The fighter and the wizard figures in particular you can see in this image, both on the left side.

For the most part, all three figures are the same upside milk bottle construction that I often use for my human figures (these three are all humans although the wizard could be an elf I think as well ... a tall one).  However, the fighter and the wizard each have a new piece to them that I've not shown on this blog before.

First the wizard.  His head is a oval bead.  I filed one end down at a slight 45 degree angle so that when I glued it to the flat surface of the bottom of the milk bottle it would tilt backward; hence his head position.  Also I filled in the open hole at the top of the bead with a hot glue gun and as is often the case with these wooden fellows, I was trying to make a "peak" with the hot glue but created two peaks.  It looked to me like he was wearing some sort of open hat and his hair was sticking out the top in two tufts!  It was one of those ignorant, happy mistakes!  The fighter's helmet is a metal piece that I can't remember the name of, but they use them in leather working when they put studs in leather.  The unaltered piece looks like the metal cone you see here, but it has to sharp prongs that point downwards that obviously are used to pierce the leather and then are bent backwards to hold the metal cone into place.  I snipped those off and glued it on top of the smaller end of a flat head plug.  Makes a very nice helmet I think!  Also on the fighter and the wizard I painted mouths, which I do not normally do, but after not doing that with the cleric (even though I think he looks very cool presenting his holy symbol with his eyes narrowed and focused!), the mouths are an important part of Otus's work and I needed to include them in the figures.  One of the things I really like about the wizard in particular is that the figure could be used for a male or a female character.  I really hate having to make different figures for the different sexes.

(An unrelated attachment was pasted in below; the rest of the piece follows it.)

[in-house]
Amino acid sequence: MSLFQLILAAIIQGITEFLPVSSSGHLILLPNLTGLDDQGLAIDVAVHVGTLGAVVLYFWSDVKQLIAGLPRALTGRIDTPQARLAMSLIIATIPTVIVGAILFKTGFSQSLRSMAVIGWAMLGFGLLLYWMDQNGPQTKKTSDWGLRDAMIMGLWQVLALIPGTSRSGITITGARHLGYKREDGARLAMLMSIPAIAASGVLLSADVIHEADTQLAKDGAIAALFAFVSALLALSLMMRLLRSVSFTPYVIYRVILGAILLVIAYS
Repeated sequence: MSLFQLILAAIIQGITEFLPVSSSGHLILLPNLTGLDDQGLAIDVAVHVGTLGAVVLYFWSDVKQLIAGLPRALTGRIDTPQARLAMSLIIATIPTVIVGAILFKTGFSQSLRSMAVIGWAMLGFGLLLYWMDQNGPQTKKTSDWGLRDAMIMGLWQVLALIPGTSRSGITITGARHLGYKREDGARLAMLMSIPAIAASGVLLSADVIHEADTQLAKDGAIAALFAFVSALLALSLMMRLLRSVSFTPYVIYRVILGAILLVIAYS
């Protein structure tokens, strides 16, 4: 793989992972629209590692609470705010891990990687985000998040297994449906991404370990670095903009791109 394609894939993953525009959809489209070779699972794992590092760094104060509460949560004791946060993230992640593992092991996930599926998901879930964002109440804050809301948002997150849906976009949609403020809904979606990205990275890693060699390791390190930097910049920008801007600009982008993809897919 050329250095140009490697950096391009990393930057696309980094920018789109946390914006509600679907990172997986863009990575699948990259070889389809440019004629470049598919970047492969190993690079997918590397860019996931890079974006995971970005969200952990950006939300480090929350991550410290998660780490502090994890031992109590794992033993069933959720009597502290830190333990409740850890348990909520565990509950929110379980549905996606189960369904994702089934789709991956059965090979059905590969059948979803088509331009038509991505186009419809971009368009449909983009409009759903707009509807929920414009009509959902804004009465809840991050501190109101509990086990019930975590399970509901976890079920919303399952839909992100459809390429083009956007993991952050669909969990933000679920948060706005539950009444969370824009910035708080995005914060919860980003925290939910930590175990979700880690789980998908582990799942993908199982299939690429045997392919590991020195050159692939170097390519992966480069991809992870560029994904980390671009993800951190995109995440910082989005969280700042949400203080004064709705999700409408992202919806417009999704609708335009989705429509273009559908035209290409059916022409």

Thanks again, Mr. Otus, your work enthralled me as a boy, and I am still inspired and affected by it as an older man.  I salute you!


  1. I am really liking these milk bottle figures. Hobby Lobby does not seem to have ones of the appropriate size. What size are you using?

    I immediately spotted the oval bead as I have been using them too (upcoming blog post). I can see using that for Eldars!

    You might like the Erol Otus shrine (if you don't already know about it). Lots of good artwork there.

    Reposted on Facebook. DM Scotty says "love these!" as always.

  2. Thanks again for reposting to DM Scotty's Facebook page.

    Yes, I am aware of the Erol Otus shrine, visited there often. 😃

    The milk bottles are from Lara's Crafts. I can't seem to find anyone who sells them anymore though. But if you do a search on Lara's crafts milk bottle I believe you can get an image of the package. They are I believe about 7/8" tall. I bought some when I was going to do some War of 1812 guys, but I never got figures constructed that I liked for that oroject. The first pack of them I ever bought was at a Michael's store probably three years ago. I did a mail order for them from Create For Less, but on their website they say they are no longer available. Really is a pain when they discontinue stuff. I have a stand by wooden craft supplier online who I love, but they quit having the split spools so I had to find another supplier for those. I cannot find another supplier for these milk bottles though. What they would be great for in my opinion historical wise would be Medievals. At least in terms of the infantry.

  3. Wait! I think I found a place!

    1. Wow! Thanks. The two places I use have 2" or larger, so a source for 7/8" is great. (These guys also don't carry split spools, so I never use those in my builds. Have to find something for that.)

  4. And maybe another.

    1. Oooh! These guys have great stuff for your monsters. Search on "split"! They have Split Bees, Split Acorns, and Split Ladybugs.